Good players are not all from foreign leagues. The last time that all three promoted clubs managed to avoid immediate relegation was in 2002 (the teams were Fulham, Blackburn and Bolton). While QPR needed results elsewhere to go its way, Norwich and Swansea were never in danger this season and their coaches, Paul Lambert and Brendan Rodgers, deserve a ton of credit. A lot has been written about Rodgers and his pass-first philosophy, but Lambert's work has been superb as well. His formations varied from game to game and often mid-match, including a memorable instance in which his squad came from behind in a 3-2 February win at Swansea. But Lambert has taught us something else this season: There are British players in the lower leagues that are talented enough for top-flight competition. Elliot Bennett and Anthony Pilkington were signed from League One (tier three) clubs while Steve Morison, Bradley Johnson and Jonny Howson came from Championship sides. All have been excellent this season, so hats off to Norwich's scouting system.

It's time for Kenny Dalglish to move aside at Liverpool. However elaborately you dress up a Carling Cup final win, this club is about winning trophies, and captain Steven Gerrard said that this has been an awful season. Yet despite Liverpool's lowest league finish, eighth, in the top-flight since 1994, most fans still seem to want Kenny Dalglish to remain as coach. Have the owners at Fenway Sports Group forgotten about the template they talked about when taking over? Back then, it was all about a young progressive coach working under a director of football. In the last month, FSG have sacked Damien Comolli as director of football and Ian Cotton as head of communications (apparently taking the heat for the club's poor handling of the Luis Suarez racism controversy) but is Dalglish immune to the chop? Talks are underway for a new director of football to come in, and his first job should be to find a replacement for Dalglish. Bringing in some decent players and getting rid of the dead-wood on the books should be a close second.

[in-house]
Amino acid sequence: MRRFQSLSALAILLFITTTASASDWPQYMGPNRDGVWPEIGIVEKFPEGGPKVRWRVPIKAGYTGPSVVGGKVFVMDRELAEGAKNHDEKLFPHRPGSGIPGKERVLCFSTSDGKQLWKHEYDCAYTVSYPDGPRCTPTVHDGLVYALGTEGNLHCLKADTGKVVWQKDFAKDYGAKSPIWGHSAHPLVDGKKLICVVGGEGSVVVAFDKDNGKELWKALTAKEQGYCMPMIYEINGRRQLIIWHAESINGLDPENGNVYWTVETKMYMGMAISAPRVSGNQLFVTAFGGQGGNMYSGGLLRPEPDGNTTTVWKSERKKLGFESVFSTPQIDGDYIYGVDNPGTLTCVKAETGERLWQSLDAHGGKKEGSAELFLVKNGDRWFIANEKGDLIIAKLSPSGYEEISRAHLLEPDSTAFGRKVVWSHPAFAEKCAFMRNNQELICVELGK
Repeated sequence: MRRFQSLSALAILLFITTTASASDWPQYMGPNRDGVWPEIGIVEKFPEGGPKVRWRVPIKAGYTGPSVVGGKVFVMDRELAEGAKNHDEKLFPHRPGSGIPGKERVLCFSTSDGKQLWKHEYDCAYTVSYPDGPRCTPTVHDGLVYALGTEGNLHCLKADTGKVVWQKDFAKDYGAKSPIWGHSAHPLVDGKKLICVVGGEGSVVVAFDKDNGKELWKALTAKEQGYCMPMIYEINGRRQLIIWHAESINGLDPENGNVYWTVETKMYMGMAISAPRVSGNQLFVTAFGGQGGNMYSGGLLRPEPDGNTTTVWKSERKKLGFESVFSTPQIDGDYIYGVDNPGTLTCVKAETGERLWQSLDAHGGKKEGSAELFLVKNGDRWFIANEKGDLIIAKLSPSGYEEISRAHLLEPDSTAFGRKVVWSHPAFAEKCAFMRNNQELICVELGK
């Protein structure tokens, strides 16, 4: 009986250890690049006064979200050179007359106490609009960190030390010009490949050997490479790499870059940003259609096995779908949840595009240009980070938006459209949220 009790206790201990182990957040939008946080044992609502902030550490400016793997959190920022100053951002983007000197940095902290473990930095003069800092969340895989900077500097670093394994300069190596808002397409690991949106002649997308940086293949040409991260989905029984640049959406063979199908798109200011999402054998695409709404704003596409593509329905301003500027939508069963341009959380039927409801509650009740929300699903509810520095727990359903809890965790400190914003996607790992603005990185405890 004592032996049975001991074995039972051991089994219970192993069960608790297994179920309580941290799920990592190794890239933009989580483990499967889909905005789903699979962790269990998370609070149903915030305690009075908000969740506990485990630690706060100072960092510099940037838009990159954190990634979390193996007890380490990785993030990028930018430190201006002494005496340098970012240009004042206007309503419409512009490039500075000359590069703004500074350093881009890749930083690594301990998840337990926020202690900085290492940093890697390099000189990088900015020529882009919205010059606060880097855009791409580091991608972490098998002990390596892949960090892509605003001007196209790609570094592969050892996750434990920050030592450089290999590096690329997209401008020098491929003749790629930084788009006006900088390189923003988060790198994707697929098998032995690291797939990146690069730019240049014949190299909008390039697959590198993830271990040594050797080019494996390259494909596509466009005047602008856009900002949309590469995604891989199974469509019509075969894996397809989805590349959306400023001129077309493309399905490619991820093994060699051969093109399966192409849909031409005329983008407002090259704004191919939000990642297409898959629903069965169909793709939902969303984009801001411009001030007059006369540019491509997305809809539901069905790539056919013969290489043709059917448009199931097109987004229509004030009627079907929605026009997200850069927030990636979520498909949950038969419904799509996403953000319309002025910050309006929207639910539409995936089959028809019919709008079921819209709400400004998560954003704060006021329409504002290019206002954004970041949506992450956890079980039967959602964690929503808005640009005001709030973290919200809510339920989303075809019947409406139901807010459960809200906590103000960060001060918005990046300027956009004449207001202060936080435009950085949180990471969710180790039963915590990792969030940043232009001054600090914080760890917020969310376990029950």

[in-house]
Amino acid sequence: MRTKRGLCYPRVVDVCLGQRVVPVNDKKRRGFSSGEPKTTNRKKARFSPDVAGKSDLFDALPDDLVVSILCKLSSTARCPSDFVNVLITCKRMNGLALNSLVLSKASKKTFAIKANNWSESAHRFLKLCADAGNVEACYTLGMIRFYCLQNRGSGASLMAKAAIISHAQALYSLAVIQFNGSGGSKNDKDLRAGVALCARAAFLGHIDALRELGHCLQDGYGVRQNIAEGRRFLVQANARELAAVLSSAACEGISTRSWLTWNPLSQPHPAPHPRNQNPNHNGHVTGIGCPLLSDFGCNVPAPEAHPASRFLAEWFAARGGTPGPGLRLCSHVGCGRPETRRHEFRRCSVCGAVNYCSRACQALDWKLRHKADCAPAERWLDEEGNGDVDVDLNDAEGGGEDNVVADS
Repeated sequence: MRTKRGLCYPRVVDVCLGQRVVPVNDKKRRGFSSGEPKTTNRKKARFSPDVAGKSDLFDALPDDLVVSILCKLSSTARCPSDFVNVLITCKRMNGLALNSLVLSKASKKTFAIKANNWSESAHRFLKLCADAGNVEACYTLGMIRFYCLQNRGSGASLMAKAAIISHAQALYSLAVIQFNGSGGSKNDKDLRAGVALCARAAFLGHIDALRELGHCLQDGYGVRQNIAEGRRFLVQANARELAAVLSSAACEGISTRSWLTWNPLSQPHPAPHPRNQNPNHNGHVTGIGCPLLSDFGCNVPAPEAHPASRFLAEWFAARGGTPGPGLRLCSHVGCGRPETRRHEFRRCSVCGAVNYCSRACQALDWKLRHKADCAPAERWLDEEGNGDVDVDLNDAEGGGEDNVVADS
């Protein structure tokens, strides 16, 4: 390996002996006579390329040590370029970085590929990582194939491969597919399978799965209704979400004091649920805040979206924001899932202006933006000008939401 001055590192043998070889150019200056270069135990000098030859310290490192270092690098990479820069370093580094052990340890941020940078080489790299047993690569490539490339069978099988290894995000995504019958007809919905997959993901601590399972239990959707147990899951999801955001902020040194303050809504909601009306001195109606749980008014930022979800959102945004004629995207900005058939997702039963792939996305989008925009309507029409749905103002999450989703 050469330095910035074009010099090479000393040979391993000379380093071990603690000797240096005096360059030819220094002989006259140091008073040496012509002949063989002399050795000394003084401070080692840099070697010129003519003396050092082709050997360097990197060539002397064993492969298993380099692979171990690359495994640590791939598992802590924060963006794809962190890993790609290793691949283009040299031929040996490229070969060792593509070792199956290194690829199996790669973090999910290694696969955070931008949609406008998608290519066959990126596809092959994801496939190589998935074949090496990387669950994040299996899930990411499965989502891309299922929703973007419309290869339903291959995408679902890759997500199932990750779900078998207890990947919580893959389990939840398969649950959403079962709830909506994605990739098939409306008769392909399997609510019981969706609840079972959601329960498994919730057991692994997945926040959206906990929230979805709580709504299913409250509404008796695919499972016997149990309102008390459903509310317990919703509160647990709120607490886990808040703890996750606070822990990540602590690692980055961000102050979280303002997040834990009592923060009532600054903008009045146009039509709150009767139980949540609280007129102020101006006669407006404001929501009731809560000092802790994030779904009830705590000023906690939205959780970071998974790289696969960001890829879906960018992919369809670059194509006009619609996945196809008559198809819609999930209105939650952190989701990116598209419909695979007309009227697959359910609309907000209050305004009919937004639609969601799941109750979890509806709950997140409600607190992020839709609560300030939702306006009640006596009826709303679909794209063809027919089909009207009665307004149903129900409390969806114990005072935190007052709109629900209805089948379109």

Arsenal needs to handle its transfer business early. The decision continues to baffle: Last summer, Arsene Wenger opted against signing Santi Cazorla and Juan Mata before selling Cesc Fabregas and Samir Nasri, as he felt that the buying clubs would lower their asking price by a few million if replacements were already onboard. Instead, he ended up with Yossi Benayoun and Mikel Arteta just before the transfer window closed.

Although both, particularly Arteta, played a part this season, Wenger's call now looks like the wrong one. The closest we'll ever get to an admission is that his approach this summer is markedly different: Lukas Podolski is already onboard and Yann M'Vila is expected to follow soon. Securing a place in the Champions League group stages does help with early planning, and with Steve Bould also confirmed as new assistant coach, some players set to leave to reduce the wage-bill and Jack Wilshere and Abou Diaby hopefully fit for the new season, this should be an encouraging summer for Arsenal.

There's only one thing left for Wenger to achieve: persuade Robin van Persie to stay. Unfortunately for Gunners fans, that seems unlikely that will happen.

Interim coaches work for Chelsea. Ever since Roman Abramovich bought Chelsea in 2003, he has wanted to win the Champions League. Twice now, the Blues have reached the final, and the common denominator may be surprising: an interim coach. In 2008, Avram Grant was in charge as the team got past Olympiakos, Fenerbahce and Liverpool before losing the final to Manchester United on penalties in Moscow. This season, Roberto di Matteo has produced even more impressive European results, overturning a 3-1 first-leg deficit against Napoli, then beating Benfica and Barcelona to earn a place in Saturday's final against Bayern Munich. Overall, Di Matteo's record as coach is: played 20, won 13, drawn 4, lost 3. His reign will be remembered by what happens on Saturday, although -- win or lose -- it's unlikely that he will get the full-time job.